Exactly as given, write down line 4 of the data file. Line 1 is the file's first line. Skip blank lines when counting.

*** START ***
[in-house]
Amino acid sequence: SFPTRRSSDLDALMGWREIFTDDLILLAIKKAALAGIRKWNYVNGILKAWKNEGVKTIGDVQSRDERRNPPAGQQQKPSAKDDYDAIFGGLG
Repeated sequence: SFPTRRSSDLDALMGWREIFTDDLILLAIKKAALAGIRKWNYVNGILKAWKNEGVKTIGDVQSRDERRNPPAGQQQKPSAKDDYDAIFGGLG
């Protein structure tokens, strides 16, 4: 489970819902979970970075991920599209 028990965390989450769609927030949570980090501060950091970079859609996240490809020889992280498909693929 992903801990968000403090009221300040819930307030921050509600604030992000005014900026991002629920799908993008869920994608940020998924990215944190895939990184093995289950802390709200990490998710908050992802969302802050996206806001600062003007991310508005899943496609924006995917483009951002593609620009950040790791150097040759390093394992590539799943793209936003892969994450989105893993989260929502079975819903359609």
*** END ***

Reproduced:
């Protein structure tokens, strides 16, 4: 489970819902979970970075991920599209 028990965390989450769609927030949570980090501060950091970079859609996240490809020889992280498909693929 992903801990968000403090009221300040819930307030921050509600604030992000005014900026991002629920799908993008869920994608940020998924990215944190895939990184093995289950802390709200990490998710908050992802969302802050996206806001600062003007991310508005899943496609924006995917483009951002593609620009950040790791150097040759390093394992590539799943793209936003892969994450989105893993989260929502079975819903359609």